Ancient Babylonian astronomers may have used geometry to calculate the motion of Jupiter in the night sky, which means that their understanding of applied mathematics is much more sophisticated than historians had previously thought. That is the conclusion of astrophysicist and historian Mathieu Ossendrijver of Humboldt University in Berlin, whose analysis of five stone tablets implies that the Babylonians were capable of applying geometry in an abstract sense, rather than just using it to measure physical spaces.
Ossendrijver has deciphered the cuneiform inscriptions on a tablet stored at the British Museum and linked it to four other known tablets that describe the motion of Jupiter along the ecliptic in an arithmetical fashion. The inscriptions, says Ossendrijver, indicate that the Babylonian scribes could take that arithmetical data and represent it as a graph of angular velocity versus time. Just like when solving quadratic equations graphically, the area underneath the curve of the graph can be split into segments called trapezoids, and calculating the area of the trapezoids then gives the distance that Jupiter has travelled across the sky in a given time.
“The tablet contains a complete description of the motion of Jupiter, describing how its angular velocity in degrees per day varies in different segments,” explains Ossendrijver, who is an expert in Babylonian sciences and mathematics. “So for the first 60 days, it decreases linearly, then it decreases linearly but at a faster rate, and so on.”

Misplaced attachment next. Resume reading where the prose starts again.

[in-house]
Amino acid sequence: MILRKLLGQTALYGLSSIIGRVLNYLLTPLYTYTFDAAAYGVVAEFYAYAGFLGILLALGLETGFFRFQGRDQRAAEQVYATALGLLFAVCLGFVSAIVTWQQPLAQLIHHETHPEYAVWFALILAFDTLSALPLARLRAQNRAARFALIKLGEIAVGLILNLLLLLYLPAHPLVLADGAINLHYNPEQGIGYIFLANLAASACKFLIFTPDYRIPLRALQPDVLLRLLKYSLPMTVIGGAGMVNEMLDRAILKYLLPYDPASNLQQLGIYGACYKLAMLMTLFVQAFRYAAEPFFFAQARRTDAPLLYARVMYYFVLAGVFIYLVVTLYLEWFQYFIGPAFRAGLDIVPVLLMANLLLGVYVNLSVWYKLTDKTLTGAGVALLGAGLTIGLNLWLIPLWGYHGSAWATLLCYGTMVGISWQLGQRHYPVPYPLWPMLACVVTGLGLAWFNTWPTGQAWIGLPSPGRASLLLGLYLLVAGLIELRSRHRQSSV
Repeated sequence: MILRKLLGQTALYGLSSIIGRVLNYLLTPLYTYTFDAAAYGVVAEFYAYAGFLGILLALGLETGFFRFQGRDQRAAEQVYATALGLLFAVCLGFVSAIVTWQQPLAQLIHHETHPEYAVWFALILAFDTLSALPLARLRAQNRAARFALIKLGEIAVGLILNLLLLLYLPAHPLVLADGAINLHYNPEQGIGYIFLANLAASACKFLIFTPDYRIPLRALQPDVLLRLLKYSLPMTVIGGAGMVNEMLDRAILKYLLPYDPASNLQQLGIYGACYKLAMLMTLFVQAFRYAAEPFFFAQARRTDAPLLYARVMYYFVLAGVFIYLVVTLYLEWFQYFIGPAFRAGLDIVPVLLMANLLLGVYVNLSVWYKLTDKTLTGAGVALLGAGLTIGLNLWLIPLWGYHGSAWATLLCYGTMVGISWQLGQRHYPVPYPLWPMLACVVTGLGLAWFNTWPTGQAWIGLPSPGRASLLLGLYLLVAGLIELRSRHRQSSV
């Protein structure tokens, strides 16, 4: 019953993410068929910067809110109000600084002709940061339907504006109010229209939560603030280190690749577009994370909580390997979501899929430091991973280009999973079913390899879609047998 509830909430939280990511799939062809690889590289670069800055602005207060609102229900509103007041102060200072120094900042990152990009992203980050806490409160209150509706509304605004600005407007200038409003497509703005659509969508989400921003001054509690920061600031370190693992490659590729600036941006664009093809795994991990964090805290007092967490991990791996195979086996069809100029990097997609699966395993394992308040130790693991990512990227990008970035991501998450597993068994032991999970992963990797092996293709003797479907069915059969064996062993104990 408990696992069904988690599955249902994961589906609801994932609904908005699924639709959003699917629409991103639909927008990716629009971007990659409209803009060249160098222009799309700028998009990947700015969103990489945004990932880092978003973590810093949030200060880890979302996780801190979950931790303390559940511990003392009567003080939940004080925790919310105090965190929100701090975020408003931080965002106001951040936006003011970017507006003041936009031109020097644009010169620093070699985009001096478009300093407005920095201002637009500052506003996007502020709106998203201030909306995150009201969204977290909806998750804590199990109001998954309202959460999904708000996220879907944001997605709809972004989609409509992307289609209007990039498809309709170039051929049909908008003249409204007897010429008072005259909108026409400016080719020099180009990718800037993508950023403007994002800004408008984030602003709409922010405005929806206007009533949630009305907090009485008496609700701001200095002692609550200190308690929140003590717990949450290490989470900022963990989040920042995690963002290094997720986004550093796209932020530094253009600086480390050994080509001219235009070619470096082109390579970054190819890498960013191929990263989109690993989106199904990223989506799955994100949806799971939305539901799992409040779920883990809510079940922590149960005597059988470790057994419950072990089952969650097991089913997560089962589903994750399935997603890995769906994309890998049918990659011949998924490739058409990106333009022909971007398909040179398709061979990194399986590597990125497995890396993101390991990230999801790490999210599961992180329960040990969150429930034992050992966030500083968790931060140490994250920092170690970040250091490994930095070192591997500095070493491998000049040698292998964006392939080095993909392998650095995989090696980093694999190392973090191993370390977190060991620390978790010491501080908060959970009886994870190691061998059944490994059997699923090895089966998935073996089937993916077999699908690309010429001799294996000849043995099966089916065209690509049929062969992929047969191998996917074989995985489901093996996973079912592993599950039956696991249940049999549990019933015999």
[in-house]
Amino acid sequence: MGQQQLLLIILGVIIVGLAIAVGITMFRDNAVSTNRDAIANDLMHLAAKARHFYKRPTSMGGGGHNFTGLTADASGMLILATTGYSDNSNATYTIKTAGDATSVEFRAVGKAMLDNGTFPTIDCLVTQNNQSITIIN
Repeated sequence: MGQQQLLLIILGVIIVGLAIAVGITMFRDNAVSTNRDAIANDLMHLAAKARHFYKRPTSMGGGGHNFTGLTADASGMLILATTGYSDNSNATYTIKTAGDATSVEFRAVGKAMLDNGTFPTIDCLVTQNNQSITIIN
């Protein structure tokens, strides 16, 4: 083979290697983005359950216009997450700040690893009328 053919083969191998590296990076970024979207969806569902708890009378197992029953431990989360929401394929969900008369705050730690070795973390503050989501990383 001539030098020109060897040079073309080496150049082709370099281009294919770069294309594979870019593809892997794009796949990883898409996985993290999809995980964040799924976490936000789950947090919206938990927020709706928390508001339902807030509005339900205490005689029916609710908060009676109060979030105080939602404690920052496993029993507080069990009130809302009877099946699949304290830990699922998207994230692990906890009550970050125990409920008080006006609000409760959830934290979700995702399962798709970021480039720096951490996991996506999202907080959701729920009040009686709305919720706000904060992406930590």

Astronomy was a significant part of Babylonian culture, with priestly scribes watching the skies to provide prophetic omens. Although mathematical geometry had been invented by the Babylonians sometime between 1800 and 1600 BCE, there had been no evidence of it being used for astronomy, only for measuring physical things such as plots of land. If Ossendrijver is correct, then the Babylonians were able to make the conceptual leap to apply their knowledge of geometry in more abstract fashion.
“This is the first and only time, that we know of, that the Babylonians applied it in this way,” says Ossendrijver, who dates the tablets to between 350 and 50 BCE. “There’s no other evidence that they used it outside of astronomy; in fact there’s no evidence that they even used it for any planet other than Jupiter.”
Francesca Rochberg, professor of Near Eastern studies at the University of California, Berkeley, who was not involved in Ossendrijver’s research, says it is “exciting that [he] has been able to see the connection between such procedures involving trapezoids and the problem of the ecliptical progress of Jupiter through its synodic cycle”.
Not everyone is entirely convinced, however. The physicist and historian James Evans, at the University of Puget Sound in the US, says that it is “far from clear that the Babylonian scribes would have seen it that way,” noting that there is an absence of any graphs on the tablets, unlike other mathematical tablets showing the geometrical measurement of land. “So while I don’t think it is reasonable to see the Babylonian scribes as anticipating the graphical methods described by [European scholar] Nicole Oresme in the 14th century, it does seem fair to say they had an instinctual grasp of the mean-speed theorem. That’s new and very interesting.”
The tablets are all damaged in some way, so perhaps the sections containing the graphs had broken off, suggests Ossendrijver. Alternatively, perhaps there are tablets yet to be discovered that feature the graphs.
Equally puzzling is why the trapezoid method seems to be limited to only a handful of tablets describing Jupiter, and why the knowledge was subsequently lost before being reinvented in Medieval Europe. Ossendrijver suggests one possibility is that it could have been “invented by a very clever astronomer, but wasn’t then taken up or understood by others”.
Ossendrijver’s analysis is published in Science.